Labor + Lib Dems

Labor and the Lib Dems form a coalition. If the two do the improbable and combine for enough seats to crack the 326 mark on their own, expect Miliband to woo Clegg hard. The Labor leader will avoid the controversial situation of becoming bedfellows with Scottish separatists. As to whether the Lib Dems would go for it, the position would be a reversal of the last five years, but the party does stand with Labor on social and other issues. Again, though, this is mathematically improbable.

Labor + Lib Dems + SNP

Labor, the Lib Dems and SNP form a coaltion. There’s a good chance this would put Labor over the top, but it  would be almost as hard to negotiate as the Tories' own tripartite coalition, and would still open up Miliband to unionist and right-wing bludgeoning.

And the timeline for all this?

If neither party can form a coalition, the next big date is May 27. That's when Cameron, assuming he chooses to stay in power in such a situation, would deliver the platform address known as the “Queen’s Speech” and then become subject to a confidence vote from Parliament several days later.

That vote, subject to plenty of backroom jockeying, will serve as a determinant of sorts, keeping the Tories in power if Cameron wins or putting Labor temporarily in his place if he doesn’t. If Labor can’t form a coalition either, it’s possible a second public election could be called, starting the process all over again. 

The Issues

Party leaders have gone to great lengths to let the British public know the stakes are high, especially on domestic issues. Cameron has repeatedly said the choice is “stark.” Miliband on Wednesday said, "This is the clearest choice that has been put before the British public for a generation."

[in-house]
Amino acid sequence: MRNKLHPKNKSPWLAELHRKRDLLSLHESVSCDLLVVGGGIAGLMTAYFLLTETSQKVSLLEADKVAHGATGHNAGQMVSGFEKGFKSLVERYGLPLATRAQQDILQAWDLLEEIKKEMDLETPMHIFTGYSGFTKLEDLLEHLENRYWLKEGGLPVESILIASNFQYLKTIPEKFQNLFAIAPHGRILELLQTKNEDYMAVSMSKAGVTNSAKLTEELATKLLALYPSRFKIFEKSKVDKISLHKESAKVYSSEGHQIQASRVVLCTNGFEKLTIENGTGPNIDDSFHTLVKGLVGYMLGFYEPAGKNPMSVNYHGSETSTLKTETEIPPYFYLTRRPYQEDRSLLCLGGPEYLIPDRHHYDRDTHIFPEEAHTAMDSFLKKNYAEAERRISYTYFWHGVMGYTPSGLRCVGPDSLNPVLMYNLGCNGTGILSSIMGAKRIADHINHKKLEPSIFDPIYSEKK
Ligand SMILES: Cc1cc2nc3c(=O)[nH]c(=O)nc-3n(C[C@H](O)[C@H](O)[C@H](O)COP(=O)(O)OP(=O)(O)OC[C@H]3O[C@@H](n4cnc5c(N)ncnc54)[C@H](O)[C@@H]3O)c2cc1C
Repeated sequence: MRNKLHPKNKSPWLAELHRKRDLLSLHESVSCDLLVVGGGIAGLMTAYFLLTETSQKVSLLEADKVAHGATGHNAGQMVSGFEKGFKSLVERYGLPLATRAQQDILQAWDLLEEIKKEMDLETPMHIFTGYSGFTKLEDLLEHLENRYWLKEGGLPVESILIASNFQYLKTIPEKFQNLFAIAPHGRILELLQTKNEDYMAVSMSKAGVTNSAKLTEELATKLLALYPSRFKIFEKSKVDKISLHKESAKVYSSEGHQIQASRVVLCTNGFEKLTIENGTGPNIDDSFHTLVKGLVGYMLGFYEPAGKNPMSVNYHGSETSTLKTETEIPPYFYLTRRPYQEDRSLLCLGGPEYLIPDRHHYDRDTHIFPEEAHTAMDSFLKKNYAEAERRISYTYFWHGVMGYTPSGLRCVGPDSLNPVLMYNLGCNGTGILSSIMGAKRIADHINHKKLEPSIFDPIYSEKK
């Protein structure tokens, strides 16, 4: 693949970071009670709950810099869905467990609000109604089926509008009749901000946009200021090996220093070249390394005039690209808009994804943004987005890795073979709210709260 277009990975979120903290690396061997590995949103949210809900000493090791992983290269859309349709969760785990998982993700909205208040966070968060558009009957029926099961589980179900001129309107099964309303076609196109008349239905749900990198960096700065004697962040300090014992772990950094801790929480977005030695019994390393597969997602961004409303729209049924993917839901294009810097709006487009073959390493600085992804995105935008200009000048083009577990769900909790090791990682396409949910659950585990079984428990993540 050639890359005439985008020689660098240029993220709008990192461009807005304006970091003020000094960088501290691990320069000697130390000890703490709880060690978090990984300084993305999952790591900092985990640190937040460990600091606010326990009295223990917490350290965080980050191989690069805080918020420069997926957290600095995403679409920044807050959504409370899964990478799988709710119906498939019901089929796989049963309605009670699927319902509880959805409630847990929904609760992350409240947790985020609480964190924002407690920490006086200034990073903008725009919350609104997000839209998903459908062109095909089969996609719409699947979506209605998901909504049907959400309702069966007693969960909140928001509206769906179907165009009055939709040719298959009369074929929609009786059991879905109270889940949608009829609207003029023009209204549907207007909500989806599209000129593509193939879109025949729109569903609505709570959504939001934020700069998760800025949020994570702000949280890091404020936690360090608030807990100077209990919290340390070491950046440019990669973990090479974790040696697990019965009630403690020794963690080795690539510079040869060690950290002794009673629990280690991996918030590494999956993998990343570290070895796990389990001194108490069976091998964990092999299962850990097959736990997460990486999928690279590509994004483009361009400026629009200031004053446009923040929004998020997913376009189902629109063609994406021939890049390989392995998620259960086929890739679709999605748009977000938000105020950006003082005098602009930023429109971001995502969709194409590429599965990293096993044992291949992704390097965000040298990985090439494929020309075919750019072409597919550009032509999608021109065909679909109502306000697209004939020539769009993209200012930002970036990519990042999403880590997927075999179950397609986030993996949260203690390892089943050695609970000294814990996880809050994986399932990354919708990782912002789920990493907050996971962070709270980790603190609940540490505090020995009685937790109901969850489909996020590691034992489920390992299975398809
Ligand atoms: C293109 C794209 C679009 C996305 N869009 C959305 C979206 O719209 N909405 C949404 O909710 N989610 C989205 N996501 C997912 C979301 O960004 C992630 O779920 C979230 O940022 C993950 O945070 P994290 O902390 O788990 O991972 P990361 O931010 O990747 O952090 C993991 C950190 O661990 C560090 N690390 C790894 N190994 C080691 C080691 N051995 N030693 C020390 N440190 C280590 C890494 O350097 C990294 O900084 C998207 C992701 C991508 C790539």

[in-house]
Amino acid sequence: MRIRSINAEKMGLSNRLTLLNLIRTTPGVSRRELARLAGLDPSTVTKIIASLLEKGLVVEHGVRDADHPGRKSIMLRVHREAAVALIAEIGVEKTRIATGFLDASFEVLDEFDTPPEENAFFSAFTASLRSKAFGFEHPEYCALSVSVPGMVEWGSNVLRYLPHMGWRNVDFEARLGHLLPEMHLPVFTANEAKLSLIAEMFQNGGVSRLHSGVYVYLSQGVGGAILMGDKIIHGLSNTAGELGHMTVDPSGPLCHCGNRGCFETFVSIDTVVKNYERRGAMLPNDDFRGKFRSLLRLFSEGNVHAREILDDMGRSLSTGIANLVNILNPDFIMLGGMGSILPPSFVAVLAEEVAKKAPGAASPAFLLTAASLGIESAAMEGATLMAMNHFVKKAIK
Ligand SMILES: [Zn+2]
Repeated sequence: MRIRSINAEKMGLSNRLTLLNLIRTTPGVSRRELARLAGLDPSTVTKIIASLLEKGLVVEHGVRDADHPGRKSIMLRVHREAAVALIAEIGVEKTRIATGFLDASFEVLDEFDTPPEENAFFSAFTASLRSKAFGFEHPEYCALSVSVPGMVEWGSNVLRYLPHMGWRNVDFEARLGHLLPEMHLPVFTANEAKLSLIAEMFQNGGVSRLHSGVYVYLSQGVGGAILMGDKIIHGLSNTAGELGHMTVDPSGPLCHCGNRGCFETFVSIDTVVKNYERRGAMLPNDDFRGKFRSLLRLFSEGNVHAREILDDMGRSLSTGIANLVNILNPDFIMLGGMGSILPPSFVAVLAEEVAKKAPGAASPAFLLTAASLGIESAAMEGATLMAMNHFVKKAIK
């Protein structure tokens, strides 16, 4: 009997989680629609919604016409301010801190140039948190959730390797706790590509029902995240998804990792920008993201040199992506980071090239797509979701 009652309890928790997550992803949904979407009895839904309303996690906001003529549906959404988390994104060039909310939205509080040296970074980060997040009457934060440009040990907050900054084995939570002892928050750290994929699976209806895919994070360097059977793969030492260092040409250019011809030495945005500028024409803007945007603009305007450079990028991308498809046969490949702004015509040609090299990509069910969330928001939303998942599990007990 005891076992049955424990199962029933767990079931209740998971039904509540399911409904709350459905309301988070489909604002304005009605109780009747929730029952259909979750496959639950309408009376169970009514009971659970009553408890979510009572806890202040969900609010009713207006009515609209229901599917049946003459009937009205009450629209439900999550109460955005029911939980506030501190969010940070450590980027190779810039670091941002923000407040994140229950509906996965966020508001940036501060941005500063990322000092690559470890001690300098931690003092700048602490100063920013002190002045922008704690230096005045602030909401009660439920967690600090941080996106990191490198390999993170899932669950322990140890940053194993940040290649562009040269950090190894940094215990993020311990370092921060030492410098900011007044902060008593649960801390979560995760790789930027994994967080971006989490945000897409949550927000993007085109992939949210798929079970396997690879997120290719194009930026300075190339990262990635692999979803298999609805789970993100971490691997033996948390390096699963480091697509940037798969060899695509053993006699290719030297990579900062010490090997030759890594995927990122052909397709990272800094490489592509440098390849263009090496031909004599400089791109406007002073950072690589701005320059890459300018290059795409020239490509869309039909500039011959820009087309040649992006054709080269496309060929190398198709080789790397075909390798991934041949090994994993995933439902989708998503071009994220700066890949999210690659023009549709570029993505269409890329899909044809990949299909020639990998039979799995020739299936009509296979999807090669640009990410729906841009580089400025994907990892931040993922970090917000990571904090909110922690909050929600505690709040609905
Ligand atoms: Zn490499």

Where are the differences greatest?

Immigration. The Conservatives have vowed to keep down annual net migration to the tens of thousands and says EU migrants will have to wait four years before they can claim benefits or social housing. They also say migrants will be unable to claim out-of-work benefits or benefits for their children if the dependents live outside the United Kingdom.

Labor plans to add 1,000 new border staff and exit checks and put a cap on the number of workers from outside the U.K. Miliband's manifesto pledges to make it illegal for employers to undercut British workers by exploiting migrant labor, and plans to make EU migrants wait two years before they can claim out-of-work benefits.

Austerity. The last five years of a Conservative-led coalition government has seen significant cuts in public spending to reduce the budget deficit. Miliband says they've been draconian and hurt the lower class. Cameron argues he inherited a mismanaged budget from his Labor predecessor and such cuts have been needed.

With the budget deficit still large, both parties are driving forward with austerity. The Conservative manifesto outlines a plan to impose further spending cuts while reducing taxation. The Laborites also vow to balance the books by cutting the deficit annually, but have  not outlined how much they intend to cut each year and say their government will achieve their goal through several key tax increases, also unspecified.

Healthcare. Britain’s National Health Service is seen as a drain on the nation’s purse, and the Cameron-led government has already introduced a raft of controversial efficiency savings.

The prime minister says the Conservatives will increase spending on the health service in England by at least $12 billion above inflation for the next five years. Labor has promised a $3.8-billion annual spending increase through a "mansion tax" on properties worth more than $3 million, a clampdown on tax avoidance by hedge funds and a levy on tobacco companies.

The EU. The perpetual question of Britain's relationship to Europe would see clear consequences depending on who's in power. Cameron has said he wants a so-called in/out referendum on EU membership in 2017 unless rules with the economic bloc are renegotiated. Miliband has said that he doesn't think Britain should go anywhere.

We'll find out where a lot of politicians are going over the next few days -- or weeks.


Britain goes to the polls in what looks like a squeaker

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Boyle is a special correspondent.

Twitter: @ZeitchikLAT